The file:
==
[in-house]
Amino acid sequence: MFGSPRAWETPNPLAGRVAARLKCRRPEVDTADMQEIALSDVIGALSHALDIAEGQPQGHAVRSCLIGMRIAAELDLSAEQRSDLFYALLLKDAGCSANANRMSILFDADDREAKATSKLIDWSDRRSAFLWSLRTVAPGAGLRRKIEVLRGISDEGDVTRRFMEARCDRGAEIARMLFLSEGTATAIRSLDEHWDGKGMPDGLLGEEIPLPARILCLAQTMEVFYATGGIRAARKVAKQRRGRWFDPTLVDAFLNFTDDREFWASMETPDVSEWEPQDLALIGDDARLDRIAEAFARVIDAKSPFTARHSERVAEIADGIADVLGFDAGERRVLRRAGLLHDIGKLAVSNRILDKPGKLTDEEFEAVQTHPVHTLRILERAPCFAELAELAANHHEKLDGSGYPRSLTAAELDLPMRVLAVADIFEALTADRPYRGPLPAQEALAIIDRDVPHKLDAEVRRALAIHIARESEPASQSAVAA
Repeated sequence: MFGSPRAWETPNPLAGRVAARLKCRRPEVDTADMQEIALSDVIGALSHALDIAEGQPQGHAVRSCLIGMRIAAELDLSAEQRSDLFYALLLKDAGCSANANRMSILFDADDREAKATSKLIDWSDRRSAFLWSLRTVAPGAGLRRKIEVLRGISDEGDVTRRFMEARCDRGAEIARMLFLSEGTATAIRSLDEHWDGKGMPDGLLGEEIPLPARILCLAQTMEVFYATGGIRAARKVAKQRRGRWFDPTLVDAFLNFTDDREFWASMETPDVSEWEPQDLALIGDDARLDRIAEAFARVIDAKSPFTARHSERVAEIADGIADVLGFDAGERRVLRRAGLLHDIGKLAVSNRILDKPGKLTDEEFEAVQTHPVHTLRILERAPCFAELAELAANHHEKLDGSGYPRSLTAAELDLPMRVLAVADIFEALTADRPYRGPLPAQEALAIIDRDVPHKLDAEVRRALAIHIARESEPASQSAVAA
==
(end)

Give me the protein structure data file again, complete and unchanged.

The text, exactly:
[in-house]
Amino acid sequence: MFGSPRAWETPNPLAGRVAARLKCRRPEVDTADMQEIALSDVIGALSHALDIAEGQPQGHAVRSCLIGMRIAAELDLSAEQRSDLFYALLLKDAGCSANANRMSILFDADDREAKATSKLIDWSDRRSAFLWSLRTVAPGAGLRRKIEVLRGISDEGDVTRRFMEARCDRGAEIARMLFLSEGTATAIRSLDEHWDGKGMPDGLLGEEIPLPARILCLAQTMEVFYATGGIRAARKVAKQRRGRWFDPTLVDAFLNFTDDREFWASMETPDVSEWEPQDLALIGDDARLDRIAEAFARVIDAKSPFTARHSERVAEIADGIADVLGFDAGERRVLRRAGLLHDIGKLAVSNRILDKPGKLTDEEFEAVQTHPVHTLRILERAPCFAELAELAANHHEKLDGSGYPRSLTAAELDLPMRVLAVADIFEALTADRPYRGPLPAQEALAIIDRDVPHKLDAEVRRALAIHIARESEPASQSAVAA
Repeated sequence: MFGSPRAWETPNPLAGRVAARLKCRRPEVDTADMQEIALSDVIGALSHALDIAEGQPQGHAVRSCLIGMRIAAELDLSAEQRSDLFYALLLKDAGCSANANRMSILFDADDREAKATSKLIDWSDRRSAFLWSLRTVAPGAGLRRKIEVLRGISDEGDVTRRFMEARCDRGAEIARMLFLSEGTATAIRSLDEHWDGKGMPDGLLGEEIPLPARILCLAQTMEVFYATGGIRAARKVAKQRRGRWFDPTLVDAFLNFTDDREFWASMETPDVSEWEPQDLALIGDDARLDRIAEAFARVIDAKSPFTARHSERVAEIADGIADVLGFDAGERRVLRRAGLLHDIGKLAVSNRILDKPGKLTDEEFEAVQTHPVHTLRILERAPCFAELAELAANHHEKLDGSGYPRSLTAAELDLPMRVLAVADIFEALTADRPYRGPLPAQEALAIIDRDVPHKLDAEVRRALAIHIARESEPASQSAVAA